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Japanese Rainmaking and other Folk Practices

Social science


by
Geoffrey Bownas and Pauline Brown

Book Details

Format: EPUB

Page count: 184 pages

File size: 3.3 MB

Protection: DRM

Language: English

The ritual of rainmaking is one of half a dozen Japanese folk practices and festivals described in this book. The story of rainmaking ceremonies begins with personal experience and then draws on the work of Japanese folklorists to record significant local variations and to construct a general account of the history and purpose of the ceremony.

Field research was conducted during study visits to Kyoto, to Tenri in Nara Prefecture and to Shiga Prefecture.

The chapter order follows the year cycle, from New Year via early summer purificatory festivals and rainmaking ceremonial to the feast of Bon, which with New Year ceremonies divides the year. Alongside these community or public rites are described private or family rituals concerned with birth, marriage and death.

The introductory chapter relates aspects of Japanese culture, myth and language to the constant features of folk practice recorded or extant in 1950s Japan.

Originally published in 1963.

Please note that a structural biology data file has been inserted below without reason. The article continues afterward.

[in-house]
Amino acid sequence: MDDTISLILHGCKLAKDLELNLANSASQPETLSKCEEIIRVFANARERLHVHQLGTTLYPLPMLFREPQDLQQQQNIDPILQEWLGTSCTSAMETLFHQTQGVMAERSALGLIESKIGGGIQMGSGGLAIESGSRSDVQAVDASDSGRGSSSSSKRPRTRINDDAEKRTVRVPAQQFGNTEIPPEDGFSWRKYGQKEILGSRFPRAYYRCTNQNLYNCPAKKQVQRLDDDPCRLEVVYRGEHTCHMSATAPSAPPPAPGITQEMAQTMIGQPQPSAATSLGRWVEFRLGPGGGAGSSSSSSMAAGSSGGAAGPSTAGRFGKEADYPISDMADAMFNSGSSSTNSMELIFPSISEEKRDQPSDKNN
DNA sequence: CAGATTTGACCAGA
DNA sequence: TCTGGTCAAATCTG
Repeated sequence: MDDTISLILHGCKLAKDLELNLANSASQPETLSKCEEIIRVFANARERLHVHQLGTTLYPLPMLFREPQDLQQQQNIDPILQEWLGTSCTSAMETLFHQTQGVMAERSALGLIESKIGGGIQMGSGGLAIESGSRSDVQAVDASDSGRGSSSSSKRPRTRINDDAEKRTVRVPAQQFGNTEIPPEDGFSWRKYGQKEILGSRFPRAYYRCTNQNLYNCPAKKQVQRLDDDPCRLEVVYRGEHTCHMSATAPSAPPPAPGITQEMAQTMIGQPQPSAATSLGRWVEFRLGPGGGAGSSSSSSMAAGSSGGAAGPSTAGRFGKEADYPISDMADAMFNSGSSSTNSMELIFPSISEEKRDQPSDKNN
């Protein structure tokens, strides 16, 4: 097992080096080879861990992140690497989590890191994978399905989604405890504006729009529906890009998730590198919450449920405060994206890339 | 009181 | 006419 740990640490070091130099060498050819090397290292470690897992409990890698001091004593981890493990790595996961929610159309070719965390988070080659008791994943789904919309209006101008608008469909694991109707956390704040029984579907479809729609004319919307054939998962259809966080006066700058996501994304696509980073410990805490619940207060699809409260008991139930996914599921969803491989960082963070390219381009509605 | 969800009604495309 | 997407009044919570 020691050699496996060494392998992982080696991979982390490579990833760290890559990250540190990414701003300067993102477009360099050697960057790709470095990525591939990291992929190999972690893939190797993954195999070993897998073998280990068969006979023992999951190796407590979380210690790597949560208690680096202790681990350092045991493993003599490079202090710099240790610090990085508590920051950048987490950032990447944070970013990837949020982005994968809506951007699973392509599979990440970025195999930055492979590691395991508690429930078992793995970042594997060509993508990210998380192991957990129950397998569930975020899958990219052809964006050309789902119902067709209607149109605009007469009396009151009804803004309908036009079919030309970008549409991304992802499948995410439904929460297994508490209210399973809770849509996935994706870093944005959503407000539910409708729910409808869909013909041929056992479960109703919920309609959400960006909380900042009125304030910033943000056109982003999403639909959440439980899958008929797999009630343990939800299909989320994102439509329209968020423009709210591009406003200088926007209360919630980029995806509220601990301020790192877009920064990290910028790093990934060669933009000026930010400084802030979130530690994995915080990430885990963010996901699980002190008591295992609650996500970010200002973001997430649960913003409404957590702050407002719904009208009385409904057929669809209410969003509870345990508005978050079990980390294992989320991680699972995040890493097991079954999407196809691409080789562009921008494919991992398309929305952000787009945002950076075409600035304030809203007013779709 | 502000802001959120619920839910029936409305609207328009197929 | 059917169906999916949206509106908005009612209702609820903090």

The ritual of rainmaking is one of half a dozen Japanese folk practices and festivals described in this book. The story of rainmaking ceremonies begins with personal experience and then draws on the work of Japanese folklorists to record significant local variations and to construct a general account of the history and purpose of the ceremony.

Field research was conducted during study visits to Kyoto, to Tenri in Nara Prefecture and to Shiga Prefecture.

The chapter… (more)

The ritual of rainmaking is one of half a dozen Japanese folk practices and festivals described in this book. The story of rainmaking ceremonies begins with personal experience and then draws on the work of Japanese folklorists to record significant local variations and to construct a general account of the history and purpose of the ceremony.

Field research was conducted during study visits to Kyoto, to Tenri in Nara Prefecture and to Shiga Prefecture.

The chapter order follows the year cycle, from New Year via early summer purificatory festivals and rainmaking ceremonial to the feast of Bon, which with New Year ceremonies divides the year. Alongside these community or public rites are described private or family rituals concerned with birth, marriage and death.

The introductory chapter relates aspects of Japanese culture, myth and language to the constant features of folk practice recorded or extant in 1950s Japan.

Originally published in 1963.

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